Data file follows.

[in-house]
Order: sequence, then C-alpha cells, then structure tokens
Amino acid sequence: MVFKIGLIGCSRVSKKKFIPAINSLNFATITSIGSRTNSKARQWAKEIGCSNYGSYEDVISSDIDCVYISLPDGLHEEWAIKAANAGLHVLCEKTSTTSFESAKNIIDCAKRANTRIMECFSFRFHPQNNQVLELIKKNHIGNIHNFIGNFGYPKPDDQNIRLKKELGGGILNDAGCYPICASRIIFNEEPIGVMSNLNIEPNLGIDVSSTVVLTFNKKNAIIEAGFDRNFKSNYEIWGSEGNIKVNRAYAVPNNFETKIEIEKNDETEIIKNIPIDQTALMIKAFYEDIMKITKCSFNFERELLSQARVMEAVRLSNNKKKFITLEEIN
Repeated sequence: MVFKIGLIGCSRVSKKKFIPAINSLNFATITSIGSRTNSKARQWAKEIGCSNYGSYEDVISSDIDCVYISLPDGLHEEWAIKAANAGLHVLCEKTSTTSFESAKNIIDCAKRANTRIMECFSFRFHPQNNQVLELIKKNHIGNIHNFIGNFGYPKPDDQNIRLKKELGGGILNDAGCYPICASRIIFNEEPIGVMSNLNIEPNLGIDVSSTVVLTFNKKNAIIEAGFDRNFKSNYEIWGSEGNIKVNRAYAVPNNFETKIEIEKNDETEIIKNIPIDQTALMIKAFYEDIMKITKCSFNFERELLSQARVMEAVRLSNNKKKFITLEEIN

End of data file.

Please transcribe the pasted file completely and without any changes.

[in-house]
Order: sequence, then C-alpha cells, then structure tokens
Amino acid sequence: MVFKIGLIGCSRVSKKKFIPAINSLNFATITSIGSRTNSKARQWAKEIGCSNYGSYEDVISSDIDCVYISLPDGLHEEWAIKAANAGLHVLCEKTSTTSFESAKNIIDCAKRANTRIMECFSFRFHPQNNQVLELIKKNHIGNIHNFIGNFGYPKPDDQNIRLKKELGGGILNDAGCYPICASRIIFNEEPIGVMSNLNIEPNLGIDVSSTVVLTFNKKNAIIEAGFDRNFKSNYEIWGSEGNIKVNRAYAVPNNFETKIEIEKNDETEIIKNIPIDQTALMIKAFYEDIMKITKCSFNFERELLSQARVMEAVRLSNNKKKFITLEEIN
Repeated sequence: MVFKIGLIGCSRVSKKKFIPAINSLNFATITSIGSRTNSKARQWAKEIGCSNYGSYEDVISSDIDCVYISLPDGLHEEWAIKAANAGLHVLCEKTSTTSFESAKNIIDCAKRANTRIMECFSFRFHPQNNQVLELIKKNHIGNIHNFIGNFGYPKPDDQNIRLKKELGGGILNDAGCYPICASRIIFNEEPIGVMSNLNIEPNLGIDVSSTVVLTFNKKNAIIEAGFDRNFKSNYEIWGSEGNIKVNRAYAVPNNFETKIEIEKNDETEIIKNIPIDQTALMIKAFYEDIMKITKCSFNFERELLSQARVMEAVRLSNNKKKFITLEEIN